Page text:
What Are the Two Types of Traditional IRAs?
Traditional and Roth IRAs offer tax benefits; their differences lie in how earnings are treated. Traditional IRAs may be particularly suitable for individuals expecting to enter lower tax brackets after retirement and those without access to workplace retirement plans.
Tax-deferred growth potential
IRAs provide another savings vehicle with potential tax advantages, depending on your overall financial picture. Your money grows tax deferred until distributions in retirement.
Withdrawals will then be taxed at your ordinary income rate; this is better than taking out money before retirement where taxes and penalties could come into play.
Traditional IRAs not only offer tax deferred growth, but they also provide a wide selection of investment choices. You can either select your investments yourself or utilize a brokerage that acts as custodian. For an easier approach, many robo-advisers offer target date funds which automatically select an optimal mix of stocks and bonds based on when your retirement date will occur.
The SECURE Act passed in 2019 made significant modifications to required minimum distributions (RMDs) from traditional IRAs, pushing back when you must start taking RMDs from them to age 72.
Traditional IRAs differ from employer-sponsored plans in that they permit penalty-free withdrawals under certain circumstances. You may withdraw nondeductible contributions, plus investment earnings earned in that investment account without incurring an extra 10% penalty; however, any expenses must have occurred during the same year when you made contributions.
Your traditional IRA money may also be used to cover unreimbursed medical expenses that exceed 10% of your adjusted gross income and make penalty-free withdrawals if called to active duty for more than 179 days without yet taking distributions from it.
Anyone with taxable income is eligible to contribute to a traditional IRA; however, tax deductions become less available as income increases. Self-employed and small business owners can save even more with SEP or SIMPLE IRAs; however, remember that tax is due on withdrawals in retirement; your Required Minimum Distribution (RMD) amounts will depend on how long your life expectancy lasts.
Access to a wider range of investment options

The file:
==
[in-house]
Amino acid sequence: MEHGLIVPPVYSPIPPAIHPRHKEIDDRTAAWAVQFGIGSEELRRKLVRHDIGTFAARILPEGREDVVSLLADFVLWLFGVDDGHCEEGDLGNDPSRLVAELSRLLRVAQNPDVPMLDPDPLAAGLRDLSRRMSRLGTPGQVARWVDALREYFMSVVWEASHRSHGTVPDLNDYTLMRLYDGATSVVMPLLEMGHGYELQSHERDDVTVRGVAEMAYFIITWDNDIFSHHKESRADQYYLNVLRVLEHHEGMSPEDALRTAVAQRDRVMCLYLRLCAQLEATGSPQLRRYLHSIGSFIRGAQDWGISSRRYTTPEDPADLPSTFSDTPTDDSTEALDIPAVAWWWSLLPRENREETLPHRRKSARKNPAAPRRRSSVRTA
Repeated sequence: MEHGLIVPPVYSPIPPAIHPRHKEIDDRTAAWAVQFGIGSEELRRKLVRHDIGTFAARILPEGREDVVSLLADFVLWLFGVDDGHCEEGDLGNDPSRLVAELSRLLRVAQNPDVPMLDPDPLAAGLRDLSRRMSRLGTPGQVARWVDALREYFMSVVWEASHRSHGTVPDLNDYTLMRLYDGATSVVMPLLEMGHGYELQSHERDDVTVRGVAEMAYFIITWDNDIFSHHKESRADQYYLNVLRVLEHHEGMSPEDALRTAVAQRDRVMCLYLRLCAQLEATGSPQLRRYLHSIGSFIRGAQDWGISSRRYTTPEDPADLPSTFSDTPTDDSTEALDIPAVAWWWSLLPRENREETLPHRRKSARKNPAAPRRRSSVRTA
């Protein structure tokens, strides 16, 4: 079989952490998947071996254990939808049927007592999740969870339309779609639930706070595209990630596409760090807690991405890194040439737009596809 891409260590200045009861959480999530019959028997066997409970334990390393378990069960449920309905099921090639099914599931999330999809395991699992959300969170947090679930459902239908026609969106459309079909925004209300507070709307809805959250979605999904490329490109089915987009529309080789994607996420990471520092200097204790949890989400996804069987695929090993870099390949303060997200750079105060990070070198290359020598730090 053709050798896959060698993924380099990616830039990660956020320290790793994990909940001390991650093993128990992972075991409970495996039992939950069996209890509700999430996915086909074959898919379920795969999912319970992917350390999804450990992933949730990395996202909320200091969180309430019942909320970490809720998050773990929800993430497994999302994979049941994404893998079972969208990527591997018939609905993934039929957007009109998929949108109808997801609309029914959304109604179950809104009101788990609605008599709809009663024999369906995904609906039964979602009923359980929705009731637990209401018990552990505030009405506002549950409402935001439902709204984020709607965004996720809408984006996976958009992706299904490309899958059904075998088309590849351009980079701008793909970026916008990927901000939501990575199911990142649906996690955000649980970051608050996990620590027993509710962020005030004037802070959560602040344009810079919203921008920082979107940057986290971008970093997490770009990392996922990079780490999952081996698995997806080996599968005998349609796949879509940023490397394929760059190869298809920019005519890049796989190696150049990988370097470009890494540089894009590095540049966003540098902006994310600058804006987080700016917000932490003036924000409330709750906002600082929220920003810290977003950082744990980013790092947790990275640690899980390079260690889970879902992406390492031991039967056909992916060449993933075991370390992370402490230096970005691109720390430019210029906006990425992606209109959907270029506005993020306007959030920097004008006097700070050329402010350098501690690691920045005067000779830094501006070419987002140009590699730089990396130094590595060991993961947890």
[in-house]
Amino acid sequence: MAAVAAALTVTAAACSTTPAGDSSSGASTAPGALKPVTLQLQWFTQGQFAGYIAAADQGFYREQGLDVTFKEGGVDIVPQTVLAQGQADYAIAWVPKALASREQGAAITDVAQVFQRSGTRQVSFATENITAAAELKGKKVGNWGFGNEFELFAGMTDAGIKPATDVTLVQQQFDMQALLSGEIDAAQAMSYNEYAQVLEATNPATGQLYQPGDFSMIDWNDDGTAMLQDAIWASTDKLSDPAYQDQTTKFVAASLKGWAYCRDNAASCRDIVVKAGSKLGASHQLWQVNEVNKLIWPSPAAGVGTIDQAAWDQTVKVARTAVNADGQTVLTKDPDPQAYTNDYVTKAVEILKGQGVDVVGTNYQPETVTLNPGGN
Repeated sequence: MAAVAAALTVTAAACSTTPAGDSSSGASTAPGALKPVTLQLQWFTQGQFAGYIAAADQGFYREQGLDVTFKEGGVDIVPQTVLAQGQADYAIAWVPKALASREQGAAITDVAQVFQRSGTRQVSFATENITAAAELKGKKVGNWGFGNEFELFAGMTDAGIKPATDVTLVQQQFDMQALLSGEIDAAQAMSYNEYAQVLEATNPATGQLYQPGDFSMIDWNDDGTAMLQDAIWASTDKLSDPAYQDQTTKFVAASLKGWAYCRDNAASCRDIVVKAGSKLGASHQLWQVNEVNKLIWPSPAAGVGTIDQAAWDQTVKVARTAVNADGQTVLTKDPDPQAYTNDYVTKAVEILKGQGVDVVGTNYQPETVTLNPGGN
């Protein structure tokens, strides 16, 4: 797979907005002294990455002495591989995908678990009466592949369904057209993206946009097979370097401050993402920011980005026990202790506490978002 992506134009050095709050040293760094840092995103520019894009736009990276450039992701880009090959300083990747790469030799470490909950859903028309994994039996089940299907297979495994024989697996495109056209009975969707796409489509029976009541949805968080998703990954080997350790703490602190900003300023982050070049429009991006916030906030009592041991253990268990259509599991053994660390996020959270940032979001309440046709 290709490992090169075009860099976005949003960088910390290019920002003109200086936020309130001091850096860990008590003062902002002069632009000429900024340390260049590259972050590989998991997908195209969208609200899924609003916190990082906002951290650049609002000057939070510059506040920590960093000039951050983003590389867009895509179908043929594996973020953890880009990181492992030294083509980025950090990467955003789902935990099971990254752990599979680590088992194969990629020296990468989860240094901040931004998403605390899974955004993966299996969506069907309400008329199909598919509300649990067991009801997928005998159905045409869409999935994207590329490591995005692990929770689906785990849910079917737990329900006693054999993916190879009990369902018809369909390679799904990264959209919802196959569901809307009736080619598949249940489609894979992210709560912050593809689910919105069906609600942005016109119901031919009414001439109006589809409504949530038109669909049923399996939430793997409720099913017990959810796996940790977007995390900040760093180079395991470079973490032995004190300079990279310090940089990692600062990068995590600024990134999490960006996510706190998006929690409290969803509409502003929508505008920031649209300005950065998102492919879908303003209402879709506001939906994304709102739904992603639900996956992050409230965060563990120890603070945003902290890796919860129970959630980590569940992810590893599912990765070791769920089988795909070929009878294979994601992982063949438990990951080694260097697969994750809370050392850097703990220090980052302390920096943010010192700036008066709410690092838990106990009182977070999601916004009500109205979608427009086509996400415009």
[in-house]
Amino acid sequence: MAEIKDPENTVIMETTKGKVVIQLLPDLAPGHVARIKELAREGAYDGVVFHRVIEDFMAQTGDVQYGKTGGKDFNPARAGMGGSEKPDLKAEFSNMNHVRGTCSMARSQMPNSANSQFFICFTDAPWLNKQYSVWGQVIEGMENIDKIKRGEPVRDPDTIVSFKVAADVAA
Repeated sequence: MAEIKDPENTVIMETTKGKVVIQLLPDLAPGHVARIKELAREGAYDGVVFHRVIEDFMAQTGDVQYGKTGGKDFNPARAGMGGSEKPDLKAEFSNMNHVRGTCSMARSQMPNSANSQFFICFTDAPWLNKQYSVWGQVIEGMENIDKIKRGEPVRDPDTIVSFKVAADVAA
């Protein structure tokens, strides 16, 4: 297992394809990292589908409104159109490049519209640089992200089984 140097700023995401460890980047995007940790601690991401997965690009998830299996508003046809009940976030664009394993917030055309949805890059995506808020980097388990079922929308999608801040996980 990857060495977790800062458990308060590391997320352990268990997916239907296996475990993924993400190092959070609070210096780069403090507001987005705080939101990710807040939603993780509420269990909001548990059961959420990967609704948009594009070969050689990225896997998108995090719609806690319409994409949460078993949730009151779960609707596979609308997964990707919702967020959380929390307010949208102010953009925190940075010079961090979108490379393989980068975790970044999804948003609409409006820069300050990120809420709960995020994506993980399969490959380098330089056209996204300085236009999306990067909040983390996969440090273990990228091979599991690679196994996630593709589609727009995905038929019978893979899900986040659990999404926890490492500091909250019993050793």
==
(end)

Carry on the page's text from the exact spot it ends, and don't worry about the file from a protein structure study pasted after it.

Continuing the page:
IRAs allow you to invest in various assets while taking advantage of tax-deferred growth. You may qualify for a traditional IRA if your income doesn’t qualify for a Roth IRA or have access to an employer-sponsored retirement plan such as 401(k).
Mutual funds and ETFs are among the most sought-after IRA investments, offering higher returns than savings accounts, certificates of deposit, U.S. Treasury bills or money market funds but carrying greater risks.
Small-business owners or self-employed people looking for retirement options have several options available to them, from traditional IRAs and SIMPLE/SEP IRAs, to other retirement plans like TSDP or GIFSA plans. Contributions made up to age 70 1/2 will be taxed at ordinary income rates; any distributions before age 59 1/2 could incur an early distribution penalty (subject to some exceptions).
Dependent upon your income level, contributions made to traditional IRAs may qualify for tax-deferred investment growth in your account – however any withdrawals post-age 59 1/2 may incur taxes.
The IRS sets strict rules and limits on how much an IRA contribution can be each year, while if you take part in a workplace retirement plan you should consult your employer or plan administrator regarding any tax deductions available up-front for such contributions.
Self-employed and small business owners with no more than 100 employees can open a SEP IRA, while employers with fewer than 100 workers who don’t offer other retirement plans for their workers can open a SIMPLE IRA; contribution limits for SIMPLEs are higher and catch-up contributions may be permitted; however, tax deductibility of contributions decreases with income levels over time.